Field emission: Cavity limitation > Improved clean preparation techniques allow an increased field emission Field emission: Cavity limitation > Improved clean preparation techniques allow an increased field emission onset > Typical (good) onset of field emission at 1. 3 GHz (beta = 1) - single-cell cavities: Eacc, onset > 30 MV/m - multi-cell cavities (vertical + horizontal): Eacc, onset 25 MV/m > BUT: Multi-cell cavities with no field emission above Eacc, onset > 40 MV/m Sven Lederer, Detlef Reschke| Field emission in SRF cavities| Dec 18 th, 2012 | Page 8

Present picture of field emission: observations > Metallic (conducting) particles or “scratches” of irregular Present picture of field emission: observations > Metallic (conducting) particles or “scratches” of irregular shape; typical size: 0, 5 - 20 µm > Only 5% - 10% of the particles emit > Hydrocarbon contamination of the vacuum system > Sulfur contamination after electropolishing process > Modified Fowler-Nordheim’s law : I AFN·( FN E)2/ · exp (- C 3/2 FN E ) > typical -values between 50 and 500 for srf cavities > AFN (FN emission area) not directly correlated to physical size of emitter > No substantial difference in rf and dc behaviour Sven Lederer, Detlef Reschke| Field emission in SRF cavities| Dec 18 th, 2012 | Page 9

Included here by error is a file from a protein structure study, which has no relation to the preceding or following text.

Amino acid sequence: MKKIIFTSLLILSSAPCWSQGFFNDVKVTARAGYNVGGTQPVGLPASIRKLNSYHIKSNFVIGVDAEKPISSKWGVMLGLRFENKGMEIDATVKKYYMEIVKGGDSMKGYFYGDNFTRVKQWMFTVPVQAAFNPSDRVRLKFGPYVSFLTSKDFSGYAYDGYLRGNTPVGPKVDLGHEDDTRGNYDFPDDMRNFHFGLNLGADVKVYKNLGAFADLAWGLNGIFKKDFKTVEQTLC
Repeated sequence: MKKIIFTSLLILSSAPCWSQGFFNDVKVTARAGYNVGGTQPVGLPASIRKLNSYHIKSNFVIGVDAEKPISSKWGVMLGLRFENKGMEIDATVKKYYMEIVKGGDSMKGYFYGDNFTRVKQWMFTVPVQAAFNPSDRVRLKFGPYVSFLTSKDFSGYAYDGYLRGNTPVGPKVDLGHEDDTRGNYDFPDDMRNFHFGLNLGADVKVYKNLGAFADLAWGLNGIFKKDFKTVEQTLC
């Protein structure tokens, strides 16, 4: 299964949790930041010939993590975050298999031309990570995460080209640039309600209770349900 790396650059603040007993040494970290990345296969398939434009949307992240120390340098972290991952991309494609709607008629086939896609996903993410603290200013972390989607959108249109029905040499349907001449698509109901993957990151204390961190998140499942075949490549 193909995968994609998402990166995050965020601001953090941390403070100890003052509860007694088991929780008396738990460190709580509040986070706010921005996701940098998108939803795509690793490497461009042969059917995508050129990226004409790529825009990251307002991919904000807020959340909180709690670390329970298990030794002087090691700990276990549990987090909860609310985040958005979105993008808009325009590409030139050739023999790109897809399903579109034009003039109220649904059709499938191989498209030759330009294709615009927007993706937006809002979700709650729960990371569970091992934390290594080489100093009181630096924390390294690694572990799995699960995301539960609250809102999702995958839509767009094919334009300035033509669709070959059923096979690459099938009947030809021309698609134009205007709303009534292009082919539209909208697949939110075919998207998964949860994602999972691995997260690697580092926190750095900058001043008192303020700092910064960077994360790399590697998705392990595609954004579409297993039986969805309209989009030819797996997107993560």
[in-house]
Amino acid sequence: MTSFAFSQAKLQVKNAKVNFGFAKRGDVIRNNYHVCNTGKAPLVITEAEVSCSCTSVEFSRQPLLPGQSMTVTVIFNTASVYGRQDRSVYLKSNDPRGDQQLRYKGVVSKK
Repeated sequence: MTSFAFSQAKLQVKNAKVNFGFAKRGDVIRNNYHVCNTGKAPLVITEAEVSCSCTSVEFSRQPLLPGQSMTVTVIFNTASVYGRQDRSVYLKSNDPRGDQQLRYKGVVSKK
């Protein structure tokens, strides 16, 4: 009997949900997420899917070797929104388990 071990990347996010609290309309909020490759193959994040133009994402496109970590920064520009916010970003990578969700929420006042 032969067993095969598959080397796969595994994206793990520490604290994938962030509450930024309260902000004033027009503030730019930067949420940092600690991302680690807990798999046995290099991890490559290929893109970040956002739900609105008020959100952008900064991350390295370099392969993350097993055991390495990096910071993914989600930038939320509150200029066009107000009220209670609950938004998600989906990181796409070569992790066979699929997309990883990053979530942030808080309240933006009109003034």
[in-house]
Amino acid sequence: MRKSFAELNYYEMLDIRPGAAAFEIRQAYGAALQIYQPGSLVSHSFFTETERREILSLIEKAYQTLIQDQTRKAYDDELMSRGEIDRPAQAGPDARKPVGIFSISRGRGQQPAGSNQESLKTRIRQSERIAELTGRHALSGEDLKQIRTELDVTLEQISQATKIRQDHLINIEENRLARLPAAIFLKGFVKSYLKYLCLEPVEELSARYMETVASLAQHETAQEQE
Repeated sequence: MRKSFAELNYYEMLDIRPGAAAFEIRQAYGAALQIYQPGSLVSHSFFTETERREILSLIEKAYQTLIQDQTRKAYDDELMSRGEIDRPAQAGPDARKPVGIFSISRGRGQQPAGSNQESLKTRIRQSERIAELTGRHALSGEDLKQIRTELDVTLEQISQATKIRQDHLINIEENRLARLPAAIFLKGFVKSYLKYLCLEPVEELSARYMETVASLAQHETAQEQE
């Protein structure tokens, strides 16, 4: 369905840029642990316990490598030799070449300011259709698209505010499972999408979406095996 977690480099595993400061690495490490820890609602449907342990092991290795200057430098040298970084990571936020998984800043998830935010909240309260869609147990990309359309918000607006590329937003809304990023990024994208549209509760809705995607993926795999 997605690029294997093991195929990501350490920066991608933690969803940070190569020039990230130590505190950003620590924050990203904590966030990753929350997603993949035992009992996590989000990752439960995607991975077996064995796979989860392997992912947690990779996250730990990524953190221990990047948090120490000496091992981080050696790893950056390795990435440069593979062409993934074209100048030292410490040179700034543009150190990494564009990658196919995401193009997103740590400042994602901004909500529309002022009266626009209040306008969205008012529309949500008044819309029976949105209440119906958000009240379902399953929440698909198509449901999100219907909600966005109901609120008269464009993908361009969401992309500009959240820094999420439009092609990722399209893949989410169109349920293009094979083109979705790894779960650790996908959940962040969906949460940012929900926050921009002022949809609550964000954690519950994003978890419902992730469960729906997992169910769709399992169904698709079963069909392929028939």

Cavity surface preparation > Standard process for FLASH and European XFEL cavities: - US: Cavity surface preparation > Standard process for FLASH and European XFEL cavities: - US: Ultrasonic cleaning (very important for pre-cleaning and components) - BCP/EP: etching/electropolishing - HPR: High pressure ultra pure water rinse - pumping systems, leak check and venting installations - tooling for handling and assembly - furnaces: 120 C “bake” (=> Q-drop cure), 800 C firing (=> hydrogen degassing, mechanical stress release (>1200 C postpurification with getter material) > Alternative process approaches: - Tumbling (Centrifugal barrel polishing) - Megasonic - Dry-ice cleaning Sven Lederer, Detlef Reschke| Field emission in SRF cavities| Dec 18 th, 2012 | Page 10

Cavity surface preparation > European XFEL surface preparation schemes: > EP scheme (similar to Cavity surface preparation > European XFEL surface preparation schemes: > EP scheme (similar to ILC): § 110 µm + 40 µm removal Final EP BCP Flash § He-tank welding after final surface treatment > “BCP Flash” scheme: § 140 µm EP + 10 µm BCP § He-tank welding before final surface treatment § Results in less handling + preparation steps Sven Lederer, Detlef Reschke| Field emission in SRF cavities| Dec 18 th, 2012 | Page 11

BCP + EP > Chemical etching (BCP) HF : HNO 3 : H 3 BCP + EP > Chemical etching (BCP) HF : HNO 3 : H 3 PO 4 volume ratio: 1 : 2 removal rate: app. 1 µm/min 0. 5 mm BCP Surface (1µm roughness) or electro polishing (EP) HF : H 2 SO 4 1: 9 app. 0. 4 µm/min 0. 5 mm EP Surface (0. 1µm roughness) Sven Lederer, Detlef Reschke| Field emission in SRF cavities| Dec 18 th, 2012 | Page 12